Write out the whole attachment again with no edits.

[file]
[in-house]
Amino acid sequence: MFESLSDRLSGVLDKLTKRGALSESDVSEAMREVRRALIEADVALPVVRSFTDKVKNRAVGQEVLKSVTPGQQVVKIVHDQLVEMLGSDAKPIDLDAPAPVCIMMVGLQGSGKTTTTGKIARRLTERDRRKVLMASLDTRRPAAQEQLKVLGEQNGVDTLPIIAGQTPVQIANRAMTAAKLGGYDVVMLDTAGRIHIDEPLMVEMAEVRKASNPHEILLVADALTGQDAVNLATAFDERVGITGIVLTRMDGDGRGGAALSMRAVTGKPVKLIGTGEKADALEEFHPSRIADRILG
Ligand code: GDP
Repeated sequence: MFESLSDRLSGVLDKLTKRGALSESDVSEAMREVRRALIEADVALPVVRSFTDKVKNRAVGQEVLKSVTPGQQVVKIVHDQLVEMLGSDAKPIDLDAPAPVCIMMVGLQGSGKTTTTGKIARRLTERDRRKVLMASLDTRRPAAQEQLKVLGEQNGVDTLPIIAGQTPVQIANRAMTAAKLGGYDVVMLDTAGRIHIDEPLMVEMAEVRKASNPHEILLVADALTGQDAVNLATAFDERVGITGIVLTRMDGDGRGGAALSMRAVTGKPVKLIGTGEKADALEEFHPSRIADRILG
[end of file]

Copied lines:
[in-house]
Amino acid sequence: MFESLSDRLSGVLDKLTKRGALSESDVSEAMREVRRALIEADVALPVVRSFTDKVKNRAVGQEVLKSVTPGQQVVKIVHDQLVEMLGSDAKPIDLDAPAPVCIMMVGLQGSGKTTTTGKIARRLTERDRRKVLMASLDTRRPAAQEQLKVLGEQNGVDTLPIIAGQTPVQIANRAMTAAKLGGYDVVMLDTAGRIHIDEPLMVEMAEVRKASNPHEILLVADALTGQDAVNLATAFDERVGITGIVLTRMDGDGRGGAALSMRAVTGKPVKLIGTGEKADALEEFHPSRIADRILG
Ligand code: GDP
Repeated sequence: MFESLSDRLSGVLDKLTKRGALSESDVSEAMREVRRALIEADVALPVVRSFTDKVKNRAVGQEVLKSVTPGQQVVKIVHDQLVEMLGSDAKPIDLDAPAPVCIMMVGLQGSGKTTTTGKIARRLTERDRRKVLMASLDTRRPAAQEQLKVLGEQNGVDTLPIIAGQTPVQIANRAMTAAKLGGYDVVMLDTAGRIHIDEPLMVEMAEVRKASNPHEILLVADALTGQDAVNLATAFDERVGITGIVLTRMDGDGRGGAALSMRAVTGKPVKLIGTGEKADALEEFHPSRIADRILG